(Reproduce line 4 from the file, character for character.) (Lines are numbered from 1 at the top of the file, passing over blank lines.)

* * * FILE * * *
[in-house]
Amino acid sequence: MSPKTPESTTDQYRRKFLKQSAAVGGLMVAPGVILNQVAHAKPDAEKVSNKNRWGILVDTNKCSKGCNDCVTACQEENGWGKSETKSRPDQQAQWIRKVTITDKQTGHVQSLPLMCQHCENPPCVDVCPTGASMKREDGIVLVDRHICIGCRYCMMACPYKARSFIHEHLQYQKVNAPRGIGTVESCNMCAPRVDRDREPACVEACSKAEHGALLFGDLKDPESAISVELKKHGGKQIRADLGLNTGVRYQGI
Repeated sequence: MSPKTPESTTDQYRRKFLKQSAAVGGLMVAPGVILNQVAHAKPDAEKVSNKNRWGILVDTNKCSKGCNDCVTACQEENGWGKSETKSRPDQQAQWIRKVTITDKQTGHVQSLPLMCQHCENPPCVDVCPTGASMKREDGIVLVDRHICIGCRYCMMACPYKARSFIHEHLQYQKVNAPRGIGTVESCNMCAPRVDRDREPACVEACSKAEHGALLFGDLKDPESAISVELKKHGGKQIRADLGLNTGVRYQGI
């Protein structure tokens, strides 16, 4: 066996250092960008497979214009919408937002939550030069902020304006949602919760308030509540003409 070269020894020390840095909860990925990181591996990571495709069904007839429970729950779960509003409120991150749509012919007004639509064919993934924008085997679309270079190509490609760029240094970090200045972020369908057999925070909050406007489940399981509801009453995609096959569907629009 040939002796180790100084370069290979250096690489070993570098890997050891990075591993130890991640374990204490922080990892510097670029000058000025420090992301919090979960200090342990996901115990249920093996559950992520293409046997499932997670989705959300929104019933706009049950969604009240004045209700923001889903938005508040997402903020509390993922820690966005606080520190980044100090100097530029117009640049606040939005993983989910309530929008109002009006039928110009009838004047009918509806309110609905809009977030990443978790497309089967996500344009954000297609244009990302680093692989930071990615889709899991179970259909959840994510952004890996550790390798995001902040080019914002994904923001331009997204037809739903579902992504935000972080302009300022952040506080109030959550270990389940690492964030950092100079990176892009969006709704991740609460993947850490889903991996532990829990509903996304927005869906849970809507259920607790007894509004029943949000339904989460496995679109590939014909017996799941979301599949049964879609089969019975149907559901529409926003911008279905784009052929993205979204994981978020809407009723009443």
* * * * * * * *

């Protein structure tokens, strides 16, 4: 066996250092960008497979214009919408937002939550030069902020304006949602919760308030509540003409 070269020894020390840095909860990925990181591996990571495709069904007839429970729950779960509003409120991150749509012919007004639509064919993934924008085997679309270079190509490609760029240094970090200045972020369908057999925070909050406007489940399981509801009453995609096959569907629009 040939002796180790100084370069290979250096690489070993570098890997050891990075591993130890991640374990204490922080990892510097670029000058000025420090992301919090979960200090342990996901115990249920093996559950992520293409046997499932997670989705959300929104019933706009049950969604009240004045209700923001889903938005508040997402903020509390993922820690966005606080520190980044100090100097530029117009640049606040939005993983989910309530929008109002009006039928110009009838004047009918509806309110609905809009977030990443978790497309089967996500344009954000297609244009990302680093692989930071990615889709899991179970259909959840994510952004890996550790390798995001902040080019914002994904923001331009997204037809739903579902992504935000972080302009300022952040506080109030959550270990389940690492964030950092100079990176892009969006709704991740609460993947850490889903991996532990829990509903996304927005869906849970809507259920607790007894509004029943949000339904989460496995679109590939014909017996799941979301599949049964879609089969019975149907559901529409926003911008279905784009052929993205979204994981978020809407009723009443």